Save the Date: Advocacy Evaluation Breakfast on April 25th, 8:15-9:45AM
So we’re back, folks, with another heavily caffeinated breakfast discussion on advocacy evaluation. On April 25th, Kimberly Scott of the Institute of Medicine (IOM), Serra Sippel of the Center for Health and Gender Equity, and Shira Saperstein of the Moriah Fund will join us at The Aspen Institute to chat about IOM’s fresh-off-the-press Evaluation of PEPFAR, including the role of advocacy in influencing policy changes. RSVP here by the 23rd and we’ll save you a croissant. A really yummy croissant.
Looking Backward at Fear
This week, The American Independent encouraged us to grapple with a particularly ugly episode in recent US history: the debates around the criminalization of HIV-transmission during the 1980s. Understanding why events unfolded the way they did, and the critical factors shaping decision-makers, can inform ongoing activism on the issue. After reading this piece, check out the editorial team’s statement on “impact journalism.” Oh yes, as ProPublica outlines in its latest white paper, journalism can have a deliberate and measurable impact.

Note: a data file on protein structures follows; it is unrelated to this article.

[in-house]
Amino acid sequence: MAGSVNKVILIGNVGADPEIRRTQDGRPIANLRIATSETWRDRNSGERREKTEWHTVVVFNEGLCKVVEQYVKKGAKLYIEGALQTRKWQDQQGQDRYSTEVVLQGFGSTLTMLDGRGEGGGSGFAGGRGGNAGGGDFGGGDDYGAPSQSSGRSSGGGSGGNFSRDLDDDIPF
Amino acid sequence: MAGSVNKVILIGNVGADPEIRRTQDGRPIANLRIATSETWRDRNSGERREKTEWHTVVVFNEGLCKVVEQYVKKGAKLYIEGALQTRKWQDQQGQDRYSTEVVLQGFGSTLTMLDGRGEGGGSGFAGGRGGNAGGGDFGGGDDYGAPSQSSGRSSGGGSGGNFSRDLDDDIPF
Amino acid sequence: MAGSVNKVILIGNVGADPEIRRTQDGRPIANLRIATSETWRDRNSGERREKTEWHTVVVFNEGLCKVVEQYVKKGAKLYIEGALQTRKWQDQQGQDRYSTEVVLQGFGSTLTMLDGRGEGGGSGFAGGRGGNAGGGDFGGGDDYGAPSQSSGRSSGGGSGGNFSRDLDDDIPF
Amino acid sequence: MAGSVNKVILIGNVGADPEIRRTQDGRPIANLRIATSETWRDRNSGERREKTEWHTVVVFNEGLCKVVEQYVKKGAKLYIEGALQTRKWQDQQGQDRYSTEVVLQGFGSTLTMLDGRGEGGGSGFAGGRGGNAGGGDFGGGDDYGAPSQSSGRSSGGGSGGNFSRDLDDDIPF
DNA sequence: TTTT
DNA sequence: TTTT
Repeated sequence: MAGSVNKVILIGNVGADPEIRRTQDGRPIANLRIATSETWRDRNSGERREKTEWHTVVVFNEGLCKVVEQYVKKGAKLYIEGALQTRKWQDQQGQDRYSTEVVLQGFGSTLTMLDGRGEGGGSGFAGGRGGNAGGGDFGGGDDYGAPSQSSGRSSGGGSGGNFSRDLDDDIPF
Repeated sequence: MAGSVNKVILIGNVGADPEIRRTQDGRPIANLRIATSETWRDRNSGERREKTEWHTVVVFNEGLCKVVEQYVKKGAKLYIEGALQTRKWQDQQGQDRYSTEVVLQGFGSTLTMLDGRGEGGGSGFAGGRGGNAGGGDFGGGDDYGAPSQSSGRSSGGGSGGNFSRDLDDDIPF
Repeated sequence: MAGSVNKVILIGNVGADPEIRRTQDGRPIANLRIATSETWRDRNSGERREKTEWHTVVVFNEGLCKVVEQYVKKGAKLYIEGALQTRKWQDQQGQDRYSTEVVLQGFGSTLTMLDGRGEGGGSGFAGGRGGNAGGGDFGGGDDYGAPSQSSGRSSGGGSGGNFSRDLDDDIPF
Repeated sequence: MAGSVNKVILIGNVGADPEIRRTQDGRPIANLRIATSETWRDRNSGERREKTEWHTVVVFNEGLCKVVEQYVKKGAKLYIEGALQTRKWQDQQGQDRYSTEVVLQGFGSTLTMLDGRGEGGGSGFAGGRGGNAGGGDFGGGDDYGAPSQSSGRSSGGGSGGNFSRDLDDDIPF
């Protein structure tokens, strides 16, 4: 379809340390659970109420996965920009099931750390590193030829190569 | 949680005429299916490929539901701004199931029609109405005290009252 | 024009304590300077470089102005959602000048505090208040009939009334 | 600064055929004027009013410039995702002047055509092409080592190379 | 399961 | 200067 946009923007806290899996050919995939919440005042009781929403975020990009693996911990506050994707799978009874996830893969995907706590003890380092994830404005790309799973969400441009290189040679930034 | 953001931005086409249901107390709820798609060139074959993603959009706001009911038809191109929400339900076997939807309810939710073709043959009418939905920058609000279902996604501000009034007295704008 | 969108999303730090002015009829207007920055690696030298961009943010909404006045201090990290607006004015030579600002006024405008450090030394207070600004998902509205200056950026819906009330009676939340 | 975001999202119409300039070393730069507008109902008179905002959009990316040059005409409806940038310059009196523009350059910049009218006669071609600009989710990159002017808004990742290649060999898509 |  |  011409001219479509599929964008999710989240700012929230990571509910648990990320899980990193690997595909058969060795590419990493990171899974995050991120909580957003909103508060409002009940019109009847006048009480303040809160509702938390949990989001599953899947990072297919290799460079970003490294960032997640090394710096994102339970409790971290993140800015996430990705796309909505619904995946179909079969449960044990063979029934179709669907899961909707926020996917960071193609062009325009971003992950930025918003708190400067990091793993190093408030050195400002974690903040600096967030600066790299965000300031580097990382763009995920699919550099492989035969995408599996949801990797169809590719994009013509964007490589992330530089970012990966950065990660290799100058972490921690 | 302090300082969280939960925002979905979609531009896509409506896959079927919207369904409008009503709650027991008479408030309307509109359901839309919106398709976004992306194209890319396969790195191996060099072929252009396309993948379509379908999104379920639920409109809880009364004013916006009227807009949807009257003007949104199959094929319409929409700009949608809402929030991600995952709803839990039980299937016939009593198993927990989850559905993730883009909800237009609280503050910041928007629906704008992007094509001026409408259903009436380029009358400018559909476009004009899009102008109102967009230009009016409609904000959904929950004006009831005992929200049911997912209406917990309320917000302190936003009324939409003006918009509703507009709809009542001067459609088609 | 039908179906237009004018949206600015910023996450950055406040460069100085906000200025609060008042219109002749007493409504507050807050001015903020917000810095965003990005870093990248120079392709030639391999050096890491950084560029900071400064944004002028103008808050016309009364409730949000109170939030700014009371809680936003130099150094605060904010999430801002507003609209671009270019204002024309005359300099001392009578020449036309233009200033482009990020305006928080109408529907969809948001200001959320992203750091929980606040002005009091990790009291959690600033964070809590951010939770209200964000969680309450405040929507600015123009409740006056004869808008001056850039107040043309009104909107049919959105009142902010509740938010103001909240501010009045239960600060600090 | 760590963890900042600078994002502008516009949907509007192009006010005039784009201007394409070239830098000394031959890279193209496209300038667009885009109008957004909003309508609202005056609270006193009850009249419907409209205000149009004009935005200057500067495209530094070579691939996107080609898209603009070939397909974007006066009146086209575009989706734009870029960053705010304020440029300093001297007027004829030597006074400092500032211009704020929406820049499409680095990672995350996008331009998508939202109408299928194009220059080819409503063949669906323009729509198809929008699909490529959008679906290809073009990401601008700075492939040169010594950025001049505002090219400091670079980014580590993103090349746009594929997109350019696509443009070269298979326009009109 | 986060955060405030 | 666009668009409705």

The Associated Press has just eliminated “illegal immigrant”—and, more broadly, the use of “illegal” to describe a human being—from its Stylebook. The AP Executive Editor presents the decision as a result of a natural evolution on appropriate terminology; Slate’s David Weigel, however, disagrees. He credits the advocacy of several folks, including journalists like Jose Antonio Vargas, with increasing the pressure. From where we stand, it’s hard to judge either way, though these days very few people live in caves.